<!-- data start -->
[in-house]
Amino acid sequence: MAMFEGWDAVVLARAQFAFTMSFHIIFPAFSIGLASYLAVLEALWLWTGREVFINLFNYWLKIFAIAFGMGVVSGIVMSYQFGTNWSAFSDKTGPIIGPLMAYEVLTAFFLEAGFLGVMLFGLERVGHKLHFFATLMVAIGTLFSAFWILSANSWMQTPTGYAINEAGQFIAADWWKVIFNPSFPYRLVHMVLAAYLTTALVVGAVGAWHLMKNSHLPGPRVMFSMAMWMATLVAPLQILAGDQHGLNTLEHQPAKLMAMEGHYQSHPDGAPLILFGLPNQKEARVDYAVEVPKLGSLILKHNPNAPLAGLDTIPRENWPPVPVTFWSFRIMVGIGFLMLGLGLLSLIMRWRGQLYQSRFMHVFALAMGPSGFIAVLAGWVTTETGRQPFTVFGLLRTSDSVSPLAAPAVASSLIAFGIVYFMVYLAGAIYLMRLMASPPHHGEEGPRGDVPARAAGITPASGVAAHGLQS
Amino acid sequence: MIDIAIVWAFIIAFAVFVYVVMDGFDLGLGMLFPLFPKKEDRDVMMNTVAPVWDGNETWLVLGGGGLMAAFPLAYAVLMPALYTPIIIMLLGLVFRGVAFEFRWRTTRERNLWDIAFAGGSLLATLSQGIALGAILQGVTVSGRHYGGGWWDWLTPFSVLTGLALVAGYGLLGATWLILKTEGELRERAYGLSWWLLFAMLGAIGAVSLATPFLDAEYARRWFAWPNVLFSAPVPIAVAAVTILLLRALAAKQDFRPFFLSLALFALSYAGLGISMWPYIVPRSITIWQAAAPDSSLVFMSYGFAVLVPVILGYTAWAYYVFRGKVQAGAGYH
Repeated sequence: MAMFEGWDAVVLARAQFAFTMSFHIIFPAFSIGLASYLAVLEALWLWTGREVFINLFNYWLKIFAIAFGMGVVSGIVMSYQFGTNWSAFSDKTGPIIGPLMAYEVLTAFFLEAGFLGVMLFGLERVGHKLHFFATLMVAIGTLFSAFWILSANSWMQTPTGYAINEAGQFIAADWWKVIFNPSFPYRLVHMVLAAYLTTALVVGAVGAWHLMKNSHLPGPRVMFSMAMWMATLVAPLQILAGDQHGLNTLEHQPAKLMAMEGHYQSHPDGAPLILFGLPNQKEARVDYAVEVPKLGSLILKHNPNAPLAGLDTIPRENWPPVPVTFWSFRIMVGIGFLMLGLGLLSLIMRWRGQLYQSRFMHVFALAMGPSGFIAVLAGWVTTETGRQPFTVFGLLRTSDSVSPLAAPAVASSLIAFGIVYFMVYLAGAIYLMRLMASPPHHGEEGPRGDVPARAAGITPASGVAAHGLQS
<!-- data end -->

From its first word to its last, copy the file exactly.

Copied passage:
[in-house]
Amino acid sequence: MAMFEGWDAVVLARAQFAFTMSFHIIFPAFSIGLASYLAVLEALWLWTGREVFINLFNYWLKIFAIAFGMGVVSGIVMSYQFGTNWSAFSDKTGPIIGPLMAYEVLTAFFLEAGFLGVMLFGLERVGHKLHFFATLMVAIGTLFSAFWILSANSWMQTPTGYAINEAGQFIAADWWKVIFNPSFPYRLVHMVLAAYLTTALVVGAVGAWHLMKNSHLPGPRVMFSMAMWMATLVAPLQILAGDQHGLNTLEHQPAKLMAMEGHYQSHPDGAPLILFGLPNQKEARVDYAVEVPKLGSLILKHNPNAPLAGLDTIPRENWPPVPVTFWSFRIMVGIGFLMLGLGLLSLIMRWRGQLYQSRFMHVFALAMGPSGFIAVLAGWVTTETGRQPFTVFGLLRTSDSVSPLAAPAVASSLIAFGIVYFMVYLAGAIYLMRLMASPPHHGEEGPRGDVPARAAGITPASGVAAHGLQS
Amino acid sequence: MIDIAIVWAFIIAFAVFVYVVMDGFDLGLGMLFPLFPKKEDRDVMMNTVAPVWDGNETWLVLGGGGLMAAFPLAYAVLMPALYTPIIIMLLGLVFRGVAFEFRWRTTRERNLWDIAFAGGSLLATLSQGIALGAILQGVTVSGRHYGGGWWDWLTPFSVLTGLALVAGYGLLGATWLILKTEGELRERAYGLSWWLLFAMLGAIGAVSLATPFLDAEYARRWFAWPNVLFSAPVPIAVAAVTILLLRALAAKQDFRPFFLSLALFALSYAGLGISMWPYIVPRSITIWQAAAPDSSLVFMSYGFAVLVPVILGYTAWAYYVFRGKVQAGAGYH
Repeated sequence: MAMFEGWDAVVLARAQFAFTMSFHIIFPAFSIGLASYLAVLEALWLWTGREVFINLFNYWLKIFAIAFGMGVVSGIVMSYQFGTNWSAFSDKTGPIIGPLMAYEVLTAFFLEAGFLGVMLFGLERVGHKLHFFATLMVAIGTLFSAFWILSANSWMQTPTGYAINEAGQFIAADWWKVIFNPSFPYRLVHMVLAAYLTTALVVGAVGAWHLMKNSHLPGPRVMFSMAMWMATLVAPLQILAGDQHGLNTLEHQPAKLMAMEGHYQSHPDGAPLILFGLPNQKEARVDYAVEVPKLGSLILKHNPNAPLAGLDTIPRENWPPVPVTFWSFRIMVGIGFLMLGLGLLSLIMRWRGQLYQSRFMHVFALAMGPSGFIAVLAGWVTTETGRQPFTVFGLLRTSDSVSPLAAPAVASSLIAFGIVYFMVYLAGAIYLMRLMASPPHHGEEGPRGDVPARAAGITPASGVAAHGLQS